When Jerami Grant was drafted by the Sixers no one really knew what to expect from him. he was a skinny, lengthy, undersized PF who’s college game wouldn’t translate to the NBA well. It’s pretty obvious that Grant has been hard at work since college, he transformed his game to fit the roll of a SF and it is paying off big dividends for the Sixers now. Grant is also in the top 5 rookies in opponent FG% at the rim ranked at #2 (40.2%), only behind undrafted Sixers rookie JaKarr Sampson (40%) (Nerlens is #5 on this list at 46%, making 4/5 Sixers players). His best game was against the Cavs on Feb 2nd where he put up 18PTS/7REBS (5/7 FG, 3/5 3FG), but his most dominate game was one where he scored just 4 points and recorded 2 rebounds. This was his most dominate game because he just so happened to have 8 blocks!
If Grant continues to develop at this rate it’ll be interesting to see what kind of numbers he is putting up in a couple years being a solid two-way player. Jerami Grant is ranked #10 on the most recent rookie ladder making three of the top 10 rookies Sixers.
If you haven’t been following Jordan McRae’s domination of the Australian National Basketball League, here’s your update on the 58th pick of the draft. He’s averaging 20.3 PPG (45.9% FG, 34.2% 3FG), 4.5 RPG, and 2.6 APG. He is one of two players in the entire league averaging more than 20 ppg, and has topped more than 20 points in 13 of his 22 appearances for Melbourne. The NBL playoffs begin on Feb 22nd, meaning there is a chance that McRae could come play for the Sixers at the end of the season. McRae played for the Sixers summer league team in Vegas and was selected to the 2nd all-summer league team. McRae was selected 58th overall, yet was named one of the top 10 players in a league that consisted of more than 30 players drafted before him. McRae averaged 21 PPG in the Vegas Summer League and could be a nice scoring addition to the offensively crippled Sixers.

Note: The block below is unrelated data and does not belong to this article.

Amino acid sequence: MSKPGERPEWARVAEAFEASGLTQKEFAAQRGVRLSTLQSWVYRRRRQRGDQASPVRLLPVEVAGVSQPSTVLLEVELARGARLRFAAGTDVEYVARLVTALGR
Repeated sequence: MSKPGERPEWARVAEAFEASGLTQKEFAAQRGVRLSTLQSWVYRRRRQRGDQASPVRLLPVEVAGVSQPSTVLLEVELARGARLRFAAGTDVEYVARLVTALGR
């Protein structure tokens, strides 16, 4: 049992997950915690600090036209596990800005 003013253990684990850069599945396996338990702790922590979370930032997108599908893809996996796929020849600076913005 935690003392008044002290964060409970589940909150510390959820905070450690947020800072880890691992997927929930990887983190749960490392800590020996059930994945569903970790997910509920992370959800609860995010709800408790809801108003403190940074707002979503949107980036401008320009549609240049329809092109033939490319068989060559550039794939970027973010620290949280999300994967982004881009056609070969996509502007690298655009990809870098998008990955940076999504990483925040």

McRae is a 6’5 athletic SG from Tennessee with a 7 foot wingspan that helps him keep defenders in front of him. He is an exceptionally skilled offensive player as his PPG numbers show. He is very good at using dribble moves to get to the rim, and is extremely good at drawing fouls. He’s an average three point shooter (34.2), with some development under the Sixers coaching staff he could be a very solid player on the Sixers for many years. In his last appearance McRae had 27 PTS (8/14 FG, 3/5 3FG), 7 REB, 3 AST, 28 MIN.
The way the Sixers are developing their second round picks is truly incredible. These were players that were overlooked in the draft for various reasons and weren’t even considered top 30 talent in the draft class. Yet in the most recent redraft it had KJ McDaniels going 11th to the Chicago Bulls, moving up 21 spots from his original draft position (32). While talks about Jerami Grant have been that he could be a similar player to Khawi Leonard, last years finals MVP. Hopefully the Sixers start packaging some of these second rounders to move up in the draft because at this rate there isn’t going to be enough room on the team for all these incredible young players! As the team meshes and the chemistry grows you can see Sam Hinkie’s plan falling into place. A suffocating defensive team with young, tall, long, athletic, defensive-minded players that will go after teams throats for 48 minutes every night. The future is very bright for Philadelphia basketball.